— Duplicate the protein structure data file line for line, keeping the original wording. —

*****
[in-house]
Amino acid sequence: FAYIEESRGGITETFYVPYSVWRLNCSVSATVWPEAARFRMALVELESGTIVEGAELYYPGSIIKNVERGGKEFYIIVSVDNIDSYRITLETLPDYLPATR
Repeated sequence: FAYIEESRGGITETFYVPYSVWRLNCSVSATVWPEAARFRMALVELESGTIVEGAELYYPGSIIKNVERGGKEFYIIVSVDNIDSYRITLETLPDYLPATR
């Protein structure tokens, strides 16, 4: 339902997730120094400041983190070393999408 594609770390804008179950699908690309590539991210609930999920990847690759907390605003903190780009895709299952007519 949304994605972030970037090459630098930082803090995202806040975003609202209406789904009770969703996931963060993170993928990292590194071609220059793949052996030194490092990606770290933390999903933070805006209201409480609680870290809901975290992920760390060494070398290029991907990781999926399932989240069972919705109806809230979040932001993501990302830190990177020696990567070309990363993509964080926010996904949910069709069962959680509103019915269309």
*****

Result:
[in-house]
Amino acid sequence: FAYIEESRGGITETFYVPYSVWRLNCSVSATVWPEAARFRMALVELESGTIVEGAELYYPGSIIKNVERGGKEFYIIVSVDNIDSYRITLETLPDYLPATR
Repeated sequence: FAYIEESRGGITETFYVPYSVWRLNCSVSATVWPEAARFRMALVELESGTIVEGAELYYPGSIIKNVERGGKEFYIIVSVDNIDSYRITLETLPDYLPATR
């Protein structure tokens, strides 16, 4: 339902997730120094400041983190070393999408 594609770390804008179950699908690309590539991210609930999920990847690759907390605003903190780009895709299952007519 949304994605972030970037090459630098930082803090995202806040975003609202209406789904009770969703996931963060993170993928990292590194071609220059793949052996030194490092990606770290933390999903933070805006209201409480609680870290809901975290992920760390060494070398290029991907990781999926399932989240069972919705109806809230979040932001993501990302830190990177020696990567070309990363993509964080926010996904949910069709069962959680509103019915269309």